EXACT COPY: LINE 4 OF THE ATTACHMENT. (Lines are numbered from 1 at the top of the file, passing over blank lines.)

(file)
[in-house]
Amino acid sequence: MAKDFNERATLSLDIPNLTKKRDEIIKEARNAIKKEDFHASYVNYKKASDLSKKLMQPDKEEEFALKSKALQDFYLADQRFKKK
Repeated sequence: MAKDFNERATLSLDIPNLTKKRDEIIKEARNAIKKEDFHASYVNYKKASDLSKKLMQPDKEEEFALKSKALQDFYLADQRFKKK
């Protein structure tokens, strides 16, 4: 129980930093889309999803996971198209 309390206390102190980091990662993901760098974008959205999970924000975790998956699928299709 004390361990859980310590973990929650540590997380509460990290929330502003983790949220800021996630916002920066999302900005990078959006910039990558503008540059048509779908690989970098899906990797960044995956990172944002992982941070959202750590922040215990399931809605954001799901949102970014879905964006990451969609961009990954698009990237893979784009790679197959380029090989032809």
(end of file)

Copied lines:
């Protein structure tokens, strides 16, 4: 129980930093889309999803996971198209 309390206390102190980091990662993901760098974008959205999970924000975790998956699928299709 004390361990859980310590973990929650540590997380509460990290929330502003983790949220800021996630916002920066999302900005990078959006910039990558503008540059048509779908690989970098899906990797960044995956990172944002992982941070959202750590922040215990399931809605954001799901949102970014879905964006990451969609961009990954698009990237893979784009790679197959380029090989032809």